Hong Kong Plans to Spend US$580 Million to Expand Airport

HONG KONG - Hong Kong plans to spend 4.5 billion Hong Kong dollars (US$580 million) to expand its airport over the next four years to cope with rising numbers of passengers, the Airport Authority said Thursday.

The announcement comes before the airport's possible privatization, and analysts said the expansion, which will be funded internally, could make the airport's assets more attractive.

For this year, Airport Authority Chief Executive David Pang said the body has set aside HK$730 million (US$94 million) for the expansion plans, which are scheduled for completion by 2010.

Of the HK$4.5 billion (US$580 million) investment, some HK$3 billion (US$387 million;) will be earmarked for airfield expansion projects, which include a new satellite concourse beside the passenger terminal that could accommodate 10 narrow-body aircraft.

The authority also plans to add 10 new parking stands for cargo aircraft.

The remaining HK$1.5 billion (US$193 million) will be used to enhance existing facilities at the terminal building, such as increasing the number of immigration counters, transfer desks and departure security channels, the airport authority said.

Hong Kong International Airport can handle 45 million passengers annually. In 2005, 40.7 million passengers passed through the facility, up 9 percent from the previous year, while cargo traffic rose 10 percent to 3.4 million metric tons (3.8 million short tons).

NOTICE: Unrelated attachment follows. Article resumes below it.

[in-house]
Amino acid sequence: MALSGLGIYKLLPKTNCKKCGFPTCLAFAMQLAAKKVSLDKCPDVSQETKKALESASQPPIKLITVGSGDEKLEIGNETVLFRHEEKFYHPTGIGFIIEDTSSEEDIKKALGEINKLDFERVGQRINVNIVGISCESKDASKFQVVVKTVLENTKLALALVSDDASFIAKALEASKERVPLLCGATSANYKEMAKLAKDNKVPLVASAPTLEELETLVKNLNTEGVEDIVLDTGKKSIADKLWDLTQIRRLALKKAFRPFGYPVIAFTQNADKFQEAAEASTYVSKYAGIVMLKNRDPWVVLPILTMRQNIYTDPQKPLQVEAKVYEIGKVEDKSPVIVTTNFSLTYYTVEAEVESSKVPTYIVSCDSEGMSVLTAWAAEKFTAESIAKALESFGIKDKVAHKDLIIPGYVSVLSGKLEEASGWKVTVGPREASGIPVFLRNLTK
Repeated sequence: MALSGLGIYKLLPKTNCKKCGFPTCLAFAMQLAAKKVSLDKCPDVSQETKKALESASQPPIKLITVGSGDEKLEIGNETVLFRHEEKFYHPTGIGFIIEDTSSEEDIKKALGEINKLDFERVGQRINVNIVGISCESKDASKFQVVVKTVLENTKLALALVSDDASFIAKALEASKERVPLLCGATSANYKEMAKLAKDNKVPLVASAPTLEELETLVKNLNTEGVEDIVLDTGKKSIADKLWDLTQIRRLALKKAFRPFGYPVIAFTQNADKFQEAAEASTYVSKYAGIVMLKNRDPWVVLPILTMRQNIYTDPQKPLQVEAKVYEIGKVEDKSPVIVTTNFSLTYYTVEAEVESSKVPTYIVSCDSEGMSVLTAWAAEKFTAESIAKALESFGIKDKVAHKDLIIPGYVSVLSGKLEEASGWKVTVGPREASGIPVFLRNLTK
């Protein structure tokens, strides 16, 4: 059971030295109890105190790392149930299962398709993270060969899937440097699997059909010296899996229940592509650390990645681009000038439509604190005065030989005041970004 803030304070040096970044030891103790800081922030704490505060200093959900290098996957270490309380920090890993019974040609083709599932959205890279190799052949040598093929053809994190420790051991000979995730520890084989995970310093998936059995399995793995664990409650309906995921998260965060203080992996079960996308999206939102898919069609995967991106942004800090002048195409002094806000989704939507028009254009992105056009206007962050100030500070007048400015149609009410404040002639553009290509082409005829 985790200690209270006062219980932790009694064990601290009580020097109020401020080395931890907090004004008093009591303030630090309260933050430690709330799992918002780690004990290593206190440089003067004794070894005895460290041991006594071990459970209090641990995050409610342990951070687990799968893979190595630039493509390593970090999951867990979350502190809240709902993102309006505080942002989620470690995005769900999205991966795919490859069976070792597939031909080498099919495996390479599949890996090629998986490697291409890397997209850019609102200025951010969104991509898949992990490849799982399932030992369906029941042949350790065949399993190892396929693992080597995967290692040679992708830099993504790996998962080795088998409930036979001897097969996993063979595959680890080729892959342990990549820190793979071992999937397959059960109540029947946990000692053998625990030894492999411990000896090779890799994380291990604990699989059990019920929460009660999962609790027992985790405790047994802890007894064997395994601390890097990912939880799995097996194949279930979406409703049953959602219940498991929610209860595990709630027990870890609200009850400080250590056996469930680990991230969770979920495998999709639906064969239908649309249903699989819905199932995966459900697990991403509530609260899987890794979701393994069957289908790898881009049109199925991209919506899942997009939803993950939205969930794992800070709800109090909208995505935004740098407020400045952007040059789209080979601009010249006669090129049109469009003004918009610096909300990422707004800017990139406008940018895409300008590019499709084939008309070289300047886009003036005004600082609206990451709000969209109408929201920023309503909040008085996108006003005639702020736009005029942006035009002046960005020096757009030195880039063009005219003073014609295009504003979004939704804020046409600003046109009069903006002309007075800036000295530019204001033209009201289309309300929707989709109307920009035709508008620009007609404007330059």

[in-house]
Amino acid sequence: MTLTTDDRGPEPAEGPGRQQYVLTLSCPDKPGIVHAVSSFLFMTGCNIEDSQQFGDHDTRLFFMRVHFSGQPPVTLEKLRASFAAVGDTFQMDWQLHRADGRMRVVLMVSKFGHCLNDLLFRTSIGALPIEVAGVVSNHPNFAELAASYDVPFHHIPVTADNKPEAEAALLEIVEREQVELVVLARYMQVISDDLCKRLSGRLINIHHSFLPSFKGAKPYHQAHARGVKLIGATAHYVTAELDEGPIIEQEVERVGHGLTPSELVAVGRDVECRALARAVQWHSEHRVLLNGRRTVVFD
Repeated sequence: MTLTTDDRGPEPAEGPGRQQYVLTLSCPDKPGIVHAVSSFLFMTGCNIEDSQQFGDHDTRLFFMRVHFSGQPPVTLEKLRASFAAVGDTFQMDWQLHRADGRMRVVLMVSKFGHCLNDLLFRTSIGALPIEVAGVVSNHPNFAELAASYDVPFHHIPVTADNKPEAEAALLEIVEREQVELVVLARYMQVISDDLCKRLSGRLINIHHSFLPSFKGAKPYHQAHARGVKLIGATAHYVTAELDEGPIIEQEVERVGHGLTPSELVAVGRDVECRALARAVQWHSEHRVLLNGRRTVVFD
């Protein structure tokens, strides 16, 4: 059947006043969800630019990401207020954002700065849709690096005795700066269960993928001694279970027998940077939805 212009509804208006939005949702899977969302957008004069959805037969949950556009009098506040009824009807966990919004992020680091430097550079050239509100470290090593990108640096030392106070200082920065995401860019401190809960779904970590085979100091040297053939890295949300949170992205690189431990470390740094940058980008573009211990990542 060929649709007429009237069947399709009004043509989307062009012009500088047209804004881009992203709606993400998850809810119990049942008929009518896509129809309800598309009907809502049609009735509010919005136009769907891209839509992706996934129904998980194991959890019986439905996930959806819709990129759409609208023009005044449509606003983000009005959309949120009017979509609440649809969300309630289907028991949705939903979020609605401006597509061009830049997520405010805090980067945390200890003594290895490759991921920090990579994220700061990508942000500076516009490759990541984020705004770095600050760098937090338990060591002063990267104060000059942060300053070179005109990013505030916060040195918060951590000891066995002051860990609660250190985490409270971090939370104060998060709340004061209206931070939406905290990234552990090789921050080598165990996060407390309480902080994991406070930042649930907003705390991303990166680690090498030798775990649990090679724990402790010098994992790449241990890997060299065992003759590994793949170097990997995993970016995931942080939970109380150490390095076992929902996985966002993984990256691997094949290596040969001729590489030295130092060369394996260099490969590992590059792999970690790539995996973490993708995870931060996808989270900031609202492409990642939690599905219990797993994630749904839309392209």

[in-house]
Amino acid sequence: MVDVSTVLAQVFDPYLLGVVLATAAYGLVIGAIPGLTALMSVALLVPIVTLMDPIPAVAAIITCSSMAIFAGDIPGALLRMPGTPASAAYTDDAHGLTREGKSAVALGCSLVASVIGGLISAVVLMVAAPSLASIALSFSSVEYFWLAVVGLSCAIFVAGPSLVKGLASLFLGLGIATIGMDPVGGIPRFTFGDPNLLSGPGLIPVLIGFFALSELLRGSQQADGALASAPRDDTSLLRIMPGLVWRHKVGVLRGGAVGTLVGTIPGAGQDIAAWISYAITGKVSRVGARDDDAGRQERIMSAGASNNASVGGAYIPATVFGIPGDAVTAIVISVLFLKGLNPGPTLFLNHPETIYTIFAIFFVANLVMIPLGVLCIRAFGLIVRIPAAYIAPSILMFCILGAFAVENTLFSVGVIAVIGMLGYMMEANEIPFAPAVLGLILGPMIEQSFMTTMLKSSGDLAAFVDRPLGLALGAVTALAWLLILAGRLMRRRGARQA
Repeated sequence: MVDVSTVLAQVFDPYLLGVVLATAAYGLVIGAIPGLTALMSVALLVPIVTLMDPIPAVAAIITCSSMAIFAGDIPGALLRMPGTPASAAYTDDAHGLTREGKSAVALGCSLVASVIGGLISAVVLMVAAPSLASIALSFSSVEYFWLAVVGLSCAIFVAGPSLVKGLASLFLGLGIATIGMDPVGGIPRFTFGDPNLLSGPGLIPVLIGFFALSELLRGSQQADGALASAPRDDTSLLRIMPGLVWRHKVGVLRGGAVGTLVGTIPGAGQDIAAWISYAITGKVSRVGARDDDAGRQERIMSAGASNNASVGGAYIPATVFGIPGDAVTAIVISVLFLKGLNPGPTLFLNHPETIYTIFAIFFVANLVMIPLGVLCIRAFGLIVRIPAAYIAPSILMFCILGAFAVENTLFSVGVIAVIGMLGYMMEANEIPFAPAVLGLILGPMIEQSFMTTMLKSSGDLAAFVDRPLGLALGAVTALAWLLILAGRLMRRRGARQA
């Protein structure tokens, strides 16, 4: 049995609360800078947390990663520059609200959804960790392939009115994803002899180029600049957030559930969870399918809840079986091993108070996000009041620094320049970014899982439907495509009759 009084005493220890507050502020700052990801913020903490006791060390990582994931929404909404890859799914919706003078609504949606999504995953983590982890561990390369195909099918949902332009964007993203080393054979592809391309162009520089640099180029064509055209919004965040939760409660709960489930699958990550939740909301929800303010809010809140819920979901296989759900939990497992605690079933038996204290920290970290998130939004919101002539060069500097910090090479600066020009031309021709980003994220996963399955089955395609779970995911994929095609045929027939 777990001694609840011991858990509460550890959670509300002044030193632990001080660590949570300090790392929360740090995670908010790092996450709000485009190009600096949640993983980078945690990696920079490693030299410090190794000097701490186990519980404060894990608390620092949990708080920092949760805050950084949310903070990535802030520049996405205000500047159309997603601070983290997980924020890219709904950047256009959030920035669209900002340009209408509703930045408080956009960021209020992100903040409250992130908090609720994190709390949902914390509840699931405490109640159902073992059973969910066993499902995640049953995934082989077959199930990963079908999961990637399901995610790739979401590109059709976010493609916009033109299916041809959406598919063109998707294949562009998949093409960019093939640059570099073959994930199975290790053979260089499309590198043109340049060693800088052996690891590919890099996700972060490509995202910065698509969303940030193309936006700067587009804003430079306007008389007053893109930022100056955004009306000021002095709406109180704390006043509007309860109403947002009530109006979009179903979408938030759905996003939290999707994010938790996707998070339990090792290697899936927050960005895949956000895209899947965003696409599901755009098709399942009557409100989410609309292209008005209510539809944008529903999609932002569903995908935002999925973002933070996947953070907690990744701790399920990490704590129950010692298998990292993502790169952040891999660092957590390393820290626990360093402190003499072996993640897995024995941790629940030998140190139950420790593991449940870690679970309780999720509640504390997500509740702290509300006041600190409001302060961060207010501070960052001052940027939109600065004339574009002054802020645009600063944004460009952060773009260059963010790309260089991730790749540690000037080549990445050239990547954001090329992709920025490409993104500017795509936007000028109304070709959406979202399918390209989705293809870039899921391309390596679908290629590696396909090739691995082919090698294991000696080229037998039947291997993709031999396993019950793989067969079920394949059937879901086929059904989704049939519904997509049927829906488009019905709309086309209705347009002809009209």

The airport operator is projecting 50 million passengers and 4.3 million metric tons (4.8 million short tons) of cargo will pass through the airport annually by 2010, Pang said.

Alan Lam, an analyst at Guotai Junan Securities Ltd., said the investment may help an eventual public share float.

"This will definitely boost the attractiveness of the airport's assets for a future share listing," said Lam. "With a good financial position, the expansion plan looks quite reasonable."

Hong Kong's government had intended to list shares of the Airport Authority in 2005, but the plan was delayed until this year because of market conditions.

The government, which has said it will retain a majority stake in the airport after its listing, hasn't indicated when it will proceed with the privatization.


Jeffrey Ng is a correspondent for Dow Jones Newswires.

[Associated Press WorldStream -- 01/27/06]